Yorkshire Dales Walks
Snaizeholme Fell & the Red Squirrel Trail
Date: 11th October 2015
Distance: 6.6 miles
Ascent: 1230 feet
Time: 4 hours 45 mins
With: On my own
Start Grid Ref: SD826878
A memorable walk to visit the red squirrels of Snaizeholme before returning via the top of Snaizeholme Fell.
Route Summary: Widdale Foot - Snaizeholme Road - Mirk Pot - West Field - Stone Gill Foot - Long Sike - Snaizeholme Fell - Snaizeholme Road - Widdale Foot.
Photos: Click on the photos below to enlarge.
Walk Detail: Several months ago I saw some fantastic close up photos of some red squirrels on Facebook. I've only ever been fortunate enough to see one red squirrel on my walks, in Smardale last year. When I discovered that these photos were taken in the valley of Snaizeholme, near Hawes, and that there was even a red squirrel viewing area I knew that sooner rather than later I would have to go there.
The perfect opportunity arose when I decided to spend a long weekend in Hawes. In order to extend the day, I decided against the short 3 mile Red Squirrel Trail, and instead use it as the start of a longer walk up the Snaizeholme valley before returning over the top of Snaizeholme Fell, a hill I last visited back in 2007.
After parking on the road side opposite the old phone box at Widdale Foot I set off up the quiet road heading up into the Snaizeholme valley. I continued along the road for half a mile before dropping down on the access track to the house at Mirk Pot where I joined the route of the waymarked Red Squirrel Trail. This proved to be a pleasant woodland walk with anticipation mounting as I neared the viewing area at West Field.
I had been preceded by a photographer and his wife and they had already done a fine job of tempting the squirrels out by laying out some nuts for them. The next hour and a half was quite simply one of the most enjoyable of my life. The squirrels were utterly delightful and seemingly not afraid of humans. Watching them was utterly mesmerising.
Extremely inquisitive they regularly ran up to check me out before disappearing quickly again. They moved so fast that out of the hundreds of photos I took most of them were of red blurs but with persistence I think I got some cracking pics. Certainly I've spent a lot of time looking at the pictures since I got back and thinking of how many people I'd like to take to see them.
Eventually, with the knowledge I still had a lot more walking to do, I had to tear myself away and continue up the valley. Almost immediately I left the woods behind and continued on the path until I reached Stone Gill Foot from where a track took me up to the rough continuation of Snaizeholme Road. Turning left on this I continued on deeper into the valley.
The track was generally quite obvious and was often quite wet as well but eventually led me to an area where a number of streams join to form Snaizeholme Beck. Without crossing any of them I followed Long Sike upstream passing some nice limestone including the overhanging lip of a waterfall which unfortunately was just a trickle, but which I imagine would look quite impressive after heavy rain.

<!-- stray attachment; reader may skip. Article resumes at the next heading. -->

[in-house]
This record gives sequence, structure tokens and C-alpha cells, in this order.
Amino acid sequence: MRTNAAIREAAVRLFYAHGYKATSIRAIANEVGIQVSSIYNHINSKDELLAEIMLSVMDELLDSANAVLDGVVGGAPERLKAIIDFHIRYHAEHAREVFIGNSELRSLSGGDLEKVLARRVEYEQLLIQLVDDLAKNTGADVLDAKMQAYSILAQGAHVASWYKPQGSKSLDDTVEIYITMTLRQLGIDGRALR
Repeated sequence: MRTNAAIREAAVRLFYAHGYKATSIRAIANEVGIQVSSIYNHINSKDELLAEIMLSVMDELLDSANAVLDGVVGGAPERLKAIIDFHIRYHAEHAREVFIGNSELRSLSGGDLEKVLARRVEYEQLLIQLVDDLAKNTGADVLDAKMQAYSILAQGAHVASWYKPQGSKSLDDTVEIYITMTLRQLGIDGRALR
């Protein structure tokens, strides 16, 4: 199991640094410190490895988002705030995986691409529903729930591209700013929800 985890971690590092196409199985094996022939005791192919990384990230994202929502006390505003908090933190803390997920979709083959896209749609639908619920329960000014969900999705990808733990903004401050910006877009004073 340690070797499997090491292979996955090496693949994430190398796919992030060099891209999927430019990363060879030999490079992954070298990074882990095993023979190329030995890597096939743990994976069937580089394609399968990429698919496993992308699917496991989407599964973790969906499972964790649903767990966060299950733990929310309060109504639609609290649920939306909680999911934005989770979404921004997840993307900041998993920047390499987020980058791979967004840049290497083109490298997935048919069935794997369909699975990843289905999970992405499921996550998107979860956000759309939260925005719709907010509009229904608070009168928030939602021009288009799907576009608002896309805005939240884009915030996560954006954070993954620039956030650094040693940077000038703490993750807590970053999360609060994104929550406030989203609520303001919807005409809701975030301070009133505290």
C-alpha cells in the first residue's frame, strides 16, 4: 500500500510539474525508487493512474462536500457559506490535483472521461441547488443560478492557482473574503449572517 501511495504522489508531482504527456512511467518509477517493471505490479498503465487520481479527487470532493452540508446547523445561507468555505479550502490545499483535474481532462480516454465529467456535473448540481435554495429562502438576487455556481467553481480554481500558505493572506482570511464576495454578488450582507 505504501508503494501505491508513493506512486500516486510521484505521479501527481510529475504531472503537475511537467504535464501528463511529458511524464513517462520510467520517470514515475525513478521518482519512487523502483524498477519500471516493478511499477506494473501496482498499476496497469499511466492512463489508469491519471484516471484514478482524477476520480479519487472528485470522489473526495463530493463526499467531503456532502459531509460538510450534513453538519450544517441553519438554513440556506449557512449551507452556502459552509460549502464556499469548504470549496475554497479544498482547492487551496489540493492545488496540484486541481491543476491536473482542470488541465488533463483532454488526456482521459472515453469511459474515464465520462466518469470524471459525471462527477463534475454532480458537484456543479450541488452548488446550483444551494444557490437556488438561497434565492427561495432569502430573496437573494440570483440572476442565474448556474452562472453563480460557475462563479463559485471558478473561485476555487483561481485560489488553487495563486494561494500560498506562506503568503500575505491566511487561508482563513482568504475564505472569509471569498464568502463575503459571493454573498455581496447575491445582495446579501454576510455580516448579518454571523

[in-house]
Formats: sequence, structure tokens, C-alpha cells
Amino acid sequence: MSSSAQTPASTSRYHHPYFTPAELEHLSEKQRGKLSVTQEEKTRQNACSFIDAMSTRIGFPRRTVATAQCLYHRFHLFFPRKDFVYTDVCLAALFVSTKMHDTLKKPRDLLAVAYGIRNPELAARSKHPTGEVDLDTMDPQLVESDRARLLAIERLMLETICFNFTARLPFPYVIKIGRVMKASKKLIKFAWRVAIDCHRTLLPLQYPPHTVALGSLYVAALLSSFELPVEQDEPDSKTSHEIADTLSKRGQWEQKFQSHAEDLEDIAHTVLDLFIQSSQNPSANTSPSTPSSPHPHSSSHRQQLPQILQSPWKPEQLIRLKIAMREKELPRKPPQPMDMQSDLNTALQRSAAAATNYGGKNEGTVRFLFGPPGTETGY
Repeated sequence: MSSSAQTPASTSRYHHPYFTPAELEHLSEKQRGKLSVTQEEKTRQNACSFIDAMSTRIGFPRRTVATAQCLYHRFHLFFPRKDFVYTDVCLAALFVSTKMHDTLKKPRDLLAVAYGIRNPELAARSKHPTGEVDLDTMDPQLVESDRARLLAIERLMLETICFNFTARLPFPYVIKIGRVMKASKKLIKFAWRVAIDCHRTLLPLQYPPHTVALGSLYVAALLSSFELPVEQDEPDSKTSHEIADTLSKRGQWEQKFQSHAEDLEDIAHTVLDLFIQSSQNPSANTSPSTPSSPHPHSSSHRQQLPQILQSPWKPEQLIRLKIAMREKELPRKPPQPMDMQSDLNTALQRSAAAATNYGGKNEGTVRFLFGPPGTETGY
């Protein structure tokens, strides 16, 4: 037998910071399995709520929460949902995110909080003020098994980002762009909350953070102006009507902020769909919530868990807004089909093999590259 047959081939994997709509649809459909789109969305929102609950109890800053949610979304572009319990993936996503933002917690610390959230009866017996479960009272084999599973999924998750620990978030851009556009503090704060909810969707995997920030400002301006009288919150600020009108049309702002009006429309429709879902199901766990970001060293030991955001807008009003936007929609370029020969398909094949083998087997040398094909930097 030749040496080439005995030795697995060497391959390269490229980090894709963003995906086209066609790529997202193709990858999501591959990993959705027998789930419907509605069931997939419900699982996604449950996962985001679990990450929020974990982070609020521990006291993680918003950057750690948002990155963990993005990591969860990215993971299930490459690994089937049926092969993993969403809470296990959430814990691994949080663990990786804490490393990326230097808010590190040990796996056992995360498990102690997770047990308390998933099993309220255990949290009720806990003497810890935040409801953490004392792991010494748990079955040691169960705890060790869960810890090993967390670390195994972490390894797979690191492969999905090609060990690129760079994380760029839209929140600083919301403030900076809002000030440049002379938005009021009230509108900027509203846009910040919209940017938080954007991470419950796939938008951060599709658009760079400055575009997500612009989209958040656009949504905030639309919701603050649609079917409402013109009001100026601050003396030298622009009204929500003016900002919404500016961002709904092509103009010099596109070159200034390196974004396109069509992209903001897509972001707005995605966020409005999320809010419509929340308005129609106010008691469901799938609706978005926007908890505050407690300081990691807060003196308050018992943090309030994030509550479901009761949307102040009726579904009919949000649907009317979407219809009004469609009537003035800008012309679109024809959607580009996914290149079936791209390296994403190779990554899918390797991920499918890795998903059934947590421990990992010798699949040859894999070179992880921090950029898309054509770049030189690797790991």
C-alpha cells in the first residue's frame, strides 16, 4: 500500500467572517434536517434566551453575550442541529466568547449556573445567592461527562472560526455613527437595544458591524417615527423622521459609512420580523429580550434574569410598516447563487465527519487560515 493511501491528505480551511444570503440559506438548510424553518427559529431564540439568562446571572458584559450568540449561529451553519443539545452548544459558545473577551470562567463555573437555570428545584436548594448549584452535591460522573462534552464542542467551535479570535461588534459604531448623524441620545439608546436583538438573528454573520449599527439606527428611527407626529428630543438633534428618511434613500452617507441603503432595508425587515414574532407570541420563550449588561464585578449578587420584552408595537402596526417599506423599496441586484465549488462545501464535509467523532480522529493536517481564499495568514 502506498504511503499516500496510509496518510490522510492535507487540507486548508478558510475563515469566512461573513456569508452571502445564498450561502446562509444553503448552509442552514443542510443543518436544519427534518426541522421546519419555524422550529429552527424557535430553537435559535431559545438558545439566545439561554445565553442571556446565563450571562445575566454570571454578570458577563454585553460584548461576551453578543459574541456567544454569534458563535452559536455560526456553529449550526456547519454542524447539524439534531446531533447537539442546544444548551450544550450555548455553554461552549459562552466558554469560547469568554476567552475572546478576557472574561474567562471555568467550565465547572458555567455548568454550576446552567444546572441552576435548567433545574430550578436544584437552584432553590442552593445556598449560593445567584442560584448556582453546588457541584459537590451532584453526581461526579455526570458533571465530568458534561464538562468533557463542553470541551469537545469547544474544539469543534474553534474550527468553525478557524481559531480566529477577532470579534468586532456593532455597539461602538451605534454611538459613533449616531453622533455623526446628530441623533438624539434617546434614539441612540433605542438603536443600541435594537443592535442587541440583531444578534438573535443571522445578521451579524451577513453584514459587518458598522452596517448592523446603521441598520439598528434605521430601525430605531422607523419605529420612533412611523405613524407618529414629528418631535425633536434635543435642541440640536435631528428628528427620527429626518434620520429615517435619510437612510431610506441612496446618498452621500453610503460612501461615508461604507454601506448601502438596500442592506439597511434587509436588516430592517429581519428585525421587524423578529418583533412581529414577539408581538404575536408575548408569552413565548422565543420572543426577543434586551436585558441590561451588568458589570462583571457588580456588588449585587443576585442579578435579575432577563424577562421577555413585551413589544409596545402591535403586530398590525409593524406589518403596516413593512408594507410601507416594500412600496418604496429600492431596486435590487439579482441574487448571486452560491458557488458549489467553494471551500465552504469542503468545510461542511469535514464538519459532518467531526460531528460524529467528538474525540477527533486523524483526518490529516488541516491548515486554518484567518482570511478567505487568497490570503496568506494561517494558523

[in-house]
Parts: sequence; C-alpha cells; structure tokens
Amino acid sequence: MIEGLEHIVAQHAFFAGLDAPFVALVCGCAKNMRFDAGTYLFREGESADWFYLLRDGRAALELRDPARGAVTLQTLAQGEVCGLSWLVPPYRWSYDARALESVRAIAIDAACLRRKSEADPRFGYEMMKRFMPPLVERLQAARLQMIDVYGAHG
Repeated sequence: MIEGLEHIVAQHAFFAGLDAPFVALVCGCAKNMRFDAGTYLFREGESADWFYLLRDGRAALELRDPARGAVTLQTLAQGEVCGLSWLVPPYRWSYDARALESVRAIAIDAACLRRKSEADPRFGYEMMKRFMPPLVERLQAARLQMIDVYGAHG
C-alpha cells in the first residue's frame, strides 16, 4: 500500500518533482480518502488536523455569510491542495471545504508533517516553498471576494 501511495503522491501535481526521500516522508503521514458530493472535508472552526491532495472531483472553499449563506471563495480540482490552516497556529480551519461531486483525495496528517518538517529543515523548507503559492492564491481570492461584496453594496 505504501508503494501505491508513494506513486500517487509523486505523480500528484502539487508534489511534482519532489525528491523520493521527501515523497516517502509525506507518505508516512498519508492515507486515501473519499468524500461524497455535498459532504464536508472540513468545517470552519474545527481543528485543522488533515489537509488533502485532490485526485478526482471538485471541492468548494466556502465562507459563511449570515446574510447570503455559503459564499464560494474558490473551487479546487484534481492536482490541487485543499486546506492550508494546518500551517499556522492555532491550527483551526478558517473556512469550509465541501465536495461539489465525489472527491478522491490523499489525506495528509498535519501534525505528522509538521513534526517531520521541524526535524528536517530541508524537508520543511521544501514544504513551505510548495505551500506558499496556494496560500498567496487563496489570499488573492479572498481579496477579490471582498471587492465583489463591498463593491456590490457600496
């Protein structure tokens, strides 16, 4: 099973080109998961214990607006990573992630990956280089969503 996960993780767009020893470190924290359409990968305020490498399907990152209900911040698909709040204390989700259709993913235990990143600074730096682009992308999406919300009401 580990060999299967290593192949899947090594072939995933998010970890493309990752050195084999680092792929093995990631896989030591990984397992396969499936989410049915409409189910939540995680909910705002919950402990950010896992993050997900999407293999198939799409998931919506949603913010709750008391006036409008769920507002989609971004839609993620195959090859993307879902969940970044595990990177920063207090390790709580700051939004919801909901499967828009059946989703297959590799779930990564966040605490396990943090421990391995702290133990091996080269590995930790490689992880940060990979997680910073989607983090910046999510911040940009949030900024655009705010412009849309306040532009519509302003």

By climbing up alongside Long Sike it conveniently led me to the crags surrounding the grassy limestone plateau that is the summit of Snaizeholme Fell. The highest point seems to a small upturned rock sticking out of the grass in surrounds that are reminiscent of the top of Woldside above Langstrothdale and the similarly named Snaizewold Fell between Dentdale and Garsdale.
My original plan had been to return to the car by descending straight off Snaizeholme Fell into Widdale and then taking the bridleway passing Swineley House to Widdale Foot. It looked a fairly straightforward proposition on the map but proved to be harder than expected due to the high drystone walls, topped with additional wire fence to the north and west of the summit. Eventually I found a hole in the wall to crawl through only to be confronted a 100m further on by another high wall with cattle in between.
I don't like cattle at the best of times and certainly don't like to pass them without an obvious exit route. Without this I finally gave up on my original plan and began to look for an alternative without the need to retrace the entire outward route.
Eventually, by passing through a gate into the enclosure immediately north of the summit I crossed over to the Snaizeholme side where I managed to clamber over the wall and contour below the summit plateau to reach a junction of fences. Leading away from this was a long 3m wide section bordered on either side by a fence. Following this 'ride' I passed above some plantations to reach a gate and back on to open access land. All that was left was a simple, if pathless walk following the wall back down to Snaizeholme Lane where I turned left and walked back down to Widdale Foot.
While the problems I had finding a return route took the gloss off the walk as a whole nothing could detract from the magical encounter with the red squirrels. As the vast majority of people will probably have no desire to explore the upper reaches of Snaizeholme or stand on Snaizeholme Fell's flat featureless top the much shorter Red Squirrel Trail would be my recommendation. For people who like to explore the lesser known areas of the Dales then there is much to enjoy about the clamber up alongside Long Sike. Indeed all it requires to be a highly satisfactory circular walk is the addition of a couple of stiles.